© Dario Perkins
Eurozone inflation was stable in July and unemployment reached its lowest rate since February 2009. In your opinion, how that can impact the ECB's interest rates?
I think that that the ECB might be happy about the growth outlook, but inflation is still looking really subdued. There is still some more slack in the economy, which would mean the European Central Bank is fairly patient and extremely gradual in its policy.
Analysts claim that the US may not be the growth champion in the third quarter, what do you think on this matter?
Compared to the rest of the world, the US growth rate most will probably bounce back, as it was quite weak in the first part of the year. It might not be the growth champion, though I am of the opinion that that the economy is still growing at a pretty strong rate.
What is your forecast for Europe's performance in the next quarter?
I am not 100% sure about my forecast for Europe's performance, but it could probably be about 0.5% over the reported period.
Europe's main stock markets were narrowly mixed at the start of trading on Monday, with London higher and Euro zone's rivals slightly down. What is your forecast for Europe's stock market in the near term?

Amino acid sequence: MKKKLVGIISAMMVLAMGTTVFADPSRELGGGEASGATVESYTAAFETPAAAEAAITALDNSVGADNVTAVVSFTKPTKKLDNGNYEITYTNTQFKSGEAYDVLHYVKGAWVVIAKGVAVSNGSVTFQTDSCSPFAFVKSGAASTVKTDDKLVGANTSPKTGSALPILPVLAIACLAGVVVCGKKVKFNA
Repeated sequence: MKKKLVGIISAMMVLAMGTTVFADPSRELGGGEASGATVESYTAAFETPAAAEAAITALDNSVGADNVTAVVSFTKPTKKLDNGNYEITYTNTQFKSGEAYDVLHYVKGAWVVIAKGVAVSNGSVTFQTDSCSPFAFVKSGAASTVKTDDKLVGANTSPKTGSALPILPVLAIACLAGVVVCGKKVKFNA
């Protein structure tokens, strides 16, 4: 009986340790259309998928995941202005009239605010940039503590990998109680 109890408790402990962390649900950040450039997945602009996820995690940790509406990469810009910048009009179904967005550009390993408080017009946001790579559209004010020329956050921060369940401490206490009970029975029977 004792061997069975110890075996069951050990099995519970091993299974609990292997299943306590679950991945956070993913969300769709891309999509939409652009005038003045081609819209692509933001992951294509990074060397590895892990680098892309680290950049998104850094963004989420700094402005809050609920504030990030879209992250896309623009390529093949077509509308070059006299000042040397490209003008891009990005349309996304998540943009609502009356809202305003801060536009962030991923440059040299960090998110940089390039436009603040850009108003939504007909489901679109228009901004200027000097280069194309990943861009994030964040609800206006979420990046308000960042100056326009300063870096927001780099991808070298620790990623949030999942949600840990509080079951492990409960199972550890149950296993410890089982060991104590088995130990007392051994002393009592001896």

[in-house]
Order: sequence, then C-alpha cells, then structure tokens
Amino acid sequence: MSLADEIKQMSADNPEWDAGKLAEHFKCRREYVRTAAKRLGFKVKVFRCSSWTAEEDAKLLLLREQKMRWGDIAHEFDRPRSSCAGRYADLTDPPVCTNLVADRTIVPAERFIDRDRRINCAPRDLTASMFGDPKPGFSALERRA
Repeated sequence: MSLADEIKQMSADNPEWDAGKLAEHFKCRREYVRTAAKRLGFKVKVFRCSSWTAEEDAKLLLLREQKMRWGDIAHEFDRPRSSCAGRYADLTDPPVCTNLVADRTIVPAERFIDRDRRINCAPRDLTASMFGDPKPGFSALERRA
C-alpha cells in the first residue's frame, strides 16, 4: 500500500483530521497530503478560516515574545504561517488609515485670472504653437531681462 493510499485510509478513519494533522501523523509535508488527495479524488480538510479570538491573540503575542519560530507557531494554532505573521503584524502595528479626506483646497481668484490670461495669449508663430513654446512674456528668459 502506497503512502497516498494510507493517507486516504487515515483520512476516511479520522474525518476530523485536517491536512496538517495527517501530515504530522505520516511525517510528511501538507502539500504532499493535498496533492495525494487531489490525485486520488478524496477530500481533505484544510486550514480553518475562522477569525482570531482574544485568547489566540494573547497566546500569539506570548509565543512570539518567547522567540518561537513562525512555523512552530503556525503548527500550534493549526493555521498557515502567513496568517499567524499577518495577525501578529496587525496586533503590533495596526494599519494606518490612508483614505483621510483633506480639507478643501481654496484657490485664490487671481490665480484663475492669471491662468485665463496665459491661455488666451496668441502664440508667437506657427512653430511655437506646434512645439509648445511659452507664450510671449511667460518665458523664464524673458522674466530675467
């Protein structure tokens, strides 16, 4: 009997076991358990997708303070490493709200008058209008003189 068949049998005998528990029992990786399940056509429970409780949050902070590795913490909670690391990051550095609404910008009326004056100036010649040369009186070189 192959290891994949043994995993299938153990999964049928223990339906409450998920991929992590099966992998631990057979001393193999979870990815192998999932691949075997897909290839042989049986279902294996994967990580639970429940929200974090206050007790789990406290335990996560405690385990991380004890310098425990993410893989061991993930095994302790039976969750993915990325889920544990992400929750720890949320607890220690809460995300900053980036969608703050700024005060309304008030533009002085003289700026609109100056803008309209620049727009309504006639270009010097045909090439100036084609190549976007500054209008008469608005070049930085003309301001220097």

We do not have a forecast in terms of numbers, but I think that the European stocks will presumably be quite strong, because the economy is strong and profits outlook is very good, as we have seen them recovering quite dynamically as of late.
The EUR/USD pair continued to exhibit a bullish bias. What are the main factors which determine the performance of this pair during the next quarter?
I think it is more about the central bank policies. The Federal Reserve is signaling softer inflation in the United States and is less aggressive in tightening. In Europe, the ECB's Quantitative Easing has been creating some big distortions in yields and depressing the shared currency. As we get to a point where the European Central Bank starts to taper, the Euro will start to head to the North.